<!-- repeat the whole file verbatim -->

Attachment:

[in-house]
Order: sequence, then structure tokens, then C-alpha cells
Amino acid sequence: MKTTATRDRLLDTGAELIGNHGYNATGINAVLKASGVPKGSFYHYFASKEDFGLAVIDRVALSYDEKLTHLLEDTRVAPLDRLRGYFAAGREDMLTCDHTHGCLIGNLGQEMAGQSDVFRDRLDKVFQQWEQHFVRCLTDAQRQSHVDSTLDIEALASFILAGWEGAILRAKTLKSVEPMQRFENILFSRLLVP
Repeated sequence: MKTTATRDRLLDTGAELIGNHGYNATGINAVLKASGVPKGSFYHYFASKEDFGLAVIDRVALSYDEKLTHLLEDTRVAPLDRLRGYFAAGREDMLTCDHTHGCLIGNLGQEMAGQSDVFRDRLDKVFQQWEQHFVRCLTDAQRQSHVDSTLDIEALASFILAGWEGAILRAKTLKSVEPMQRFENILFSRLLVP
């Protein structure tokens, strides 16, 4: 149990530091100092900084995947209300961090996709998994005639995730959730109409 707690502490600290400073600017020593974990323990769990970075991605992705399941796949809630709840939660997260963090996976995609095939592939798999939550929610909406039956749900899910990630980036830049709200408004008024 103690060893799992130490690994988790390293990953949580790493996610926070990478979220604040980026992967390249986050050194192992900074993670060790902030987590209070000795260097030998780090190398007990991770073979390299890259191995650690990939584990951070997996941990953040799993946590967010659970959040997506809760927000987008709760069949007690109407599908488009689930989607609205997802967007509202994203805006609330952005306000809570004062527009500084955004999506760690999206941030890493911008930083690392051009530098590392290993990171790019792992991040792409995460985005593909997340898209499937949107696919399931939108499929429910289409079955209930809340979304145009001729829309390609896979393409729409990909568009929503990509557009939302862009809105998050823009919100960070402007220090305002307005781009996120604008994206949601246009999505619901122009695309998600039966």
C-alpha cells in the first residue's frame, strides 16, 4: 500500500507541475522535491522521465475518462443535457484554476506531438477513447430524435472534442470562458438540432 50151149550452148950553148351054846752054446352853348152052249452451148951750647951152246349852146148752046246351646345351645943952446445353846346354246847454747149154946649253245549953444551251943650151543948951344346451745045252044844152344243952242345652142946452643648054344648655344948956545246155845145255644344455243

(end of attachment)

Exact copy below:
[in-house]
Order: sequence, then structure tokens, then C-alpha cells
Amino acid sequence: MKTTATRDRLLDTGAELIGNHGYNATGINAVLKASGVPKGSFYHYFASKEDFGLAVIDRVALSYDEKLTHLLEDTRVAPLDRLRGYFAAGREDMLTCDHTHGCLIGNLGQEMAGQSDVFRDRLDKVFQQWEQHFVRCLTDAQRQSHVDSTLDIEALASFILAGWEGAILRAKTLKSVEPMQRFENILFSRLLVP
Repeated sequence: MKTTATRDRLLDTGAELIGNHGYNATGINAVLKASGVPKGSFYHYFASKEDFGLAVIDRVALSYDEKLTHLLEDTRVAPLDRLRGYFAAGREDMLTCDHTHGCLIGNLGQEMAGQSDVFRDRLDKVFQQWEQHFVRCLTDAQRQSHVDSTLDIEALASFILAGWEGAILRAKTLKSVEPMQRFENILFSRLLVP
């Protein structure tokens, strides 16, 4: 149990530091100092900084995947209300961090996709998994005639995730959730109409 707690502490600290400073600017020593974990323990769990970075991605992705399941796949809630709840939660997260963090996976995609095939592939798999939550929610909406039956749900899910990630980036830049709200408004008024 103690060893799992130490690994988790390293990953949580790493996610926070990478979220604040980026992967390249986050050194192992900074993670060790902030987590209070000795260097030998780090190398007990991770073979390299890259191995650690990939584990951070997996941990953040799993946590967010659970959040997506809760927000987008709760069949007690109407599908488009689930989607609205997802967007509202994203805006609330952005306000809570004062527009500084955004999506760690999206941030890493911008930083690392051009530098590392290993990171790019792992991040792409995460985005593909997340898209499937949107696919399931939108499929429910289409079955209930809340979304145009001729829309390609896979393409729409990909568009929503990509557009939302862009809105998050823009919100960070402007220090305002307005781009996120604008994206949601246009999505619901122009695309998600039966």
C-alpha cells in the first residue's frame, strides 16, 4: 500500500507541475522535491522521465475518462443535457484554476506531438477513447430524435472534442470562458438540432 50151149550452148950553148351054846752054446352853348152052249452451148951750647951152246349852146148752046246351646345351645943952446445353846346354246847454747149154946649253245549953444551251943650151543948951344346451745045252044844152344243952242345652142946452643648054344648655344948956545246155845145255644344455243